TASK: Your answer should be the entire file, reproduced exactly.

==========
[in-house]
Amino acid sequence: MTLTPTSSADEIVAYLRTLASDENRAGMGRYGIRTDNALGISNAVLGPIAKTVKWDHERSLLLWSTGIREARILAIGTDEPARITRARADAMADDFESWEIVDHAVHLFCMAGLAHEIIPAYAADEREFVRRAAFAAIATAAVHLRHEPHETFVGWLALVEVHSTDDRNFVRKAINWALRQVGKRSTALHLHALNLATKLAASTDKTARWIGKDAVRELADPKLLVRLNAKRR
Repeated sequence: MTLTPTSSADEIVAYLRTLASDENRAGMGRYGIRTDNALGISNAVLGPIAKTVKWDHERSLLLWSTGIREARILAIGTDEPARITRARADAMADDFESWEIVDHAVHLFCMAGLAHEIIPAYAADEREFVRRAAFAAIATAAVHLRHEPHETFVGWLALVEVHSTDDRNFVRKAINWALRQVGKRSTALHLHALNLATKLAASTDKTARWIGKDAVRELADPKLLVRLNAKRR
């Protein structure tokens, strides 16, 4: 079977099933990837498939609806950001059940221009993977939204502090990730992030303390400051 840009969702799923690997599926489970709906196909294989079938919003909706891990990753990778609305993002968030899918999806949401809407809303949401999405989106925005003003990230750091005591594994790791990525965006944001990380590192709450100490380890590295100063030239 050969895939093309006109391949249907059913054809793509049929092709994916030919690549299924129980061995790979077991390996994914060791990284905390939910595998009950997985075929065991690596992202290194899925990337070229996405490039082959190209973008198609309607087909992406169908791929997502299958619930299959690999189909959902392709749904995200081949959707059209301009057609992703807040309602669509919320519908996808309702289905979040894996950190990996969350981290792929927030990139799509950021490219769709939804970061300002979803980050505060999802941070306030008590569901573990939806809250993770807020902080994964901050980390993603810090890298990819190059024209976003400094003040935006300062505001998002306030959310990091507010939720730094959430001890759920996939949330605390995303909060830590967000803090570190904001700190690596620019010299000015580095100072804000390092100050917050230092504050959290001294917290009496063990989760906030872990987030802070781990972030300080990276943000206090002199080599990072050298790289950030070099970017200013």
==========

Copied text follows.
[in-house]
Amino acid sequence: MTLTPTSSADEIVAYLRTLASDENRAGMGRYGIRTDNALGISNAVLGPIAKTVKWDHERSLLLWSTGIREARILAIGTDEPARITRARADAMADDFESWEIVDHAVHLFCMAGLAHEIIPAYAADEREFVRRAAFAAIATAAVHLRHEPHETFVGWLALVEVHSTDDRNFVRKAINWALRQVGKRSTALHLHALNLATKLAASTDKTARWIGKDAVRELADPKLLVRLNAKRR
Repeated sequence: MTLTPTSSADEIVAYLRTLASDENRAGMGRYGIRTDNALGISNAVLGPIAKTVKWDHERSLLLWSTGIREARILAIGTDEPARITRARADAMADDFESWEIVDHAVHLFCMAGLAHEIIPAYAADEREFVRRAAFAAIATAAVHLRHEPHETFVGWLALVEVHSTDDRNFVRKAINWALRQVGKRSTALHLHALNLATKLAASTDKTARWIGKDAVRELADPKLLVRLNAKRR
């Protein structure tokens, strides 16, 4: 079977099933990837498939609806950001059940221009993977939204502090990730992030303390400051 840009969702799923690997599926489970709906196909294989079938919003909706891990990753990778609305993002968030899918999806949401809407809303949401999405989106925005003003990230750091005591594994790791990525965006944001990380590192709450100490380890590295100063030239 050969895939093309006109391949249907059913054809793509049929092709994916030919690549299924129980061995790979077991390996994914060791990284905390939910595998009950997985075929065991690596992202290194899925990337070229996405490039082959190209973008198609309607087909992406169908791929997502299958619930299959690999189909959902392709749904995200081949959707059209301009057609992703807040309602669509919320519908996808309702289905979040894996950190990996969350981290792929927030990139799509950021490219769709939804970061300002979803980050505060999802941070306030008590569901573990939806809250993770807020902080994964901050980390993603810090890298990819190059024209976003400094003040935006300062505001998002306030959310990091507010939720730094959430001890759920996939949330605390995303909060830590967000803090570190904001700190690596620019010299000015580095100072804000390092100050917050230092504050959290001294917290009496063990989760906030872990987030802070781990972030300080990276943000206090002199080599990072050298790289950030070099970017200013």